If you ever see an angry poker player carrying on and throwing a fit about a hand, you can generally assume this player has taken a bad beat. A bad beat is a poker term referring to having a strong dominating hand lose to a much weaker hand held by another player.
If you’ve read my previous uplifting article about bad beat jackpots, you might be excited about the possibility of experiencing a large bad beat in a brick-and-mortar casino, but most players hope they can defy the laws of the universe and never have to experience bad beat poker.
It doesn’t matter whether you’re playing online poker or brick-and-mortar poker, players are constantly getting frustrated and complaining about bad beats. If I had a dollar for every bad beat story I’ve heard in my life, I wouldn’t be sitting here playing a $20 online multi-table tournament; Id is vacationing at the beach.
Generally, it is the better and more experienced players who are amazed at losing to large underdog hands. Newer players often don’t realize the odds of a bad beat poker hand like pushing all in with AdJc and miraculously beating AsKs by spiking a Jack on the river.
Experienced and educated poker players need to take a step back and realize that bad beats will always happen when playing poker. Most decent poker players always talk about how amazed they are when they experience a bad beat, and they try to claim that it always happens to them. One thing that experienced players don’t realize is that if they are constantly playing with weaker opponents and experiencing bad beats, it is because they always have the dominating hand.
You hardly ever see an advanced poker player lay down a bad beat on a much weaker player, especially in a no-limit game. The reasoning behind this is because as the better player, he generally has the better hand going into an all-in situation, so it seems like weaker players never experience bad beats. Players have to learn to take pride in generally making the correct play with the better hand and simply brush it off when they finally experience a horrifying bad beat.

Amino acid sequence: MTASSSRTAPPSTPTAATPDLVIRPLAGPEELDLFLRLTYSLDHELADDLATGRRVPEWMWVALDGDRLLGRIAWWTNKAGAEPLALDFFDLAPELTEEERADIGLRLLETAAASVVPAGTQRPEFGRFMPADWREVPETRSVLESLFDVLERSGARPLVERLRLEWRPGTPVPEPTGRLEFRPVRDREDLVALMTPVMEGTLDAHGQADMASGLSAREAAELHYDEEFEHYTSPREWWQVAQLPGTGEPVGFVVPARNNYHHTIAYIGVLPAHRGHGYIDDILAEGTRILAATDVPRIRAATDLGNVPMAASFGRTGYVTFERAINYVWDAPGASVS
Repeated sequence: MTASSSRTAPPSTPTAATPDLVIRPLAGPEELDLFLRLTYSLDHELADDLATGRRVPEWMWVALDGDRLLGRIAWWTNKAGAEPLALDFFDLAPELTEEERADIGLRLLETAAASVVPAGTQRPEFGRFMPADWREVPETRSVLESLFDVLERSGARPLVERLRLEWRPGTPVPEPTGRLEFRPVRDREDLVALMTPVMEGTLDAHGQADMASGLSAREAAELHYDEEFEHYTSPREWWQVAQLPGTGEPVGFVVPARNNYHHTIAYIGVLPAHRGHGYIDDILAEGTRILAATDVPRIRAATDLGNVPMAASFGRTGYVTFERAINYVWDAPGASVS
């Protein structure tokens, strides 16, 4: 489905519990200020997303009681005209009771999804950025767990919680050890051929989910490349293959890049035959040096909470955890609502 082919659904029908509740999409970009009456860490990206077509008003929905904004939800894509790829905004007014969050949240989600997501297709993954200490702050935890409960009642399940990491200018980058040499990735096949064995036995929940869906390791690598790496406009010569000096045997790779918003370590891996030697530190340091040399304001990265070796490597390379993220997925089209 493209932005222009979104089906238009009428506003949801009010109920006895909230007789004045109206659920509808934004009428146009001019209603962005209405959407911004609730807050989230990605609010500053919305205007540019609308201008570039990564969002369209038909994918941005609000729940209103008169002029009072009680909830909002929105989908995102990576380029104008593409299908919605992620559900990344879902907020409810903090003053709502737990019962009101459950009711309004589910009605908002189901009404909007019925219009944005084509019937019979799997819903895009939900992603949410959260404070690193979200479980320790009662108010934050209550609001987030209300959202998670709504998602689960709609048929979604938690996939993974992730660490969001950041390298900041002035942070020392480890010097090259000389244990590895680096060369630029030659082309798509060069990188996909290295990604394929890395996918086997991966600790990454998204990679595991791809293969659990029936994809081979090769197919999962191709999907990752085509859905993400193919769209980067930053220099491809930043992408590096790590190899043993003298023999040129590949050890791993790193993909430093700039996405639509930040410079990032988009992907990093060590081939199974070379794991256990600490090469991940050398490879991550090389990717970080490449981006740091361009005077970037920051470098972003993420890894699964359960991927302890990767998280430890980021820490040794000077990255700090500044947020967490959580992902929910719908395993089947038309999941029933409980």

Another common topic arises when talking about bad beats: how bad beats seem to happen far more often while playing online poker than when playing in a casino. For years, players have spread myths and rumors that online poker is rigged. These players accuse the online card rooms of creating large action hands for the players involved in a game to drive up the size of the pot, which spikes up the casino rake. These myths and rumors are exactly that: all fake. All online poker rooms experience rigorous pattern testing and verification to provide completely random hands for all games at all times.
The truth of the matter is, when playing online poker, you see far more hands than when you are playing in an actual casino. Playing brick-and-mortar poker, you might be dealt with 30 hands an hour, depending on the game, the dealer, and the other players at the table. However, while playing online poker, you are probably seeing 50+ hands an hour. You might be experiencing double the number of hands as compared to casino poker, which might make it seem like bad beats are dealt more often when actually their occurrence is generally about the same. If you are playing two tables at once in an online poker room, you are easily seeing 40-50 more hands per hour than if you were playing one table in a brick-and-mortar casino.
One last fact about online poker and bad beats are that the majority of players are more hesitant about calling large all-in situations when playing in actual casinos with actual money chips in front of them. Often online players, especially newer players, don’t have a problem pressing the Call button on their monitor, even in situations where they shouldn’t be calling. After all, it only takes one click of a mouse. If the same player were forced to push out $85 in chips in a $1/$2 brick-and-mortar casino no-limit game, he might think twice about his hand strength before throwing his money away.
So, all in all, no player can truly avoid receiving or giving bad beats in poker. Taking hard bad beat sticks out in your head much longer than laying a bad beat down on another player. To keep your game sharp, you must learn to simply blow off bad beats, remain focused, don’t get frustrated, and understand that other player making bad calls is exactly what you really want. These are the players who keep you in the money and make you a winning poker player.
As I finish this article, I am dropped from my multi-table tournament, 6 spots before the money, when my pre-flop all-in with AK gets called by KQ, and my opponent turns a Queen. It happens, that’s poker.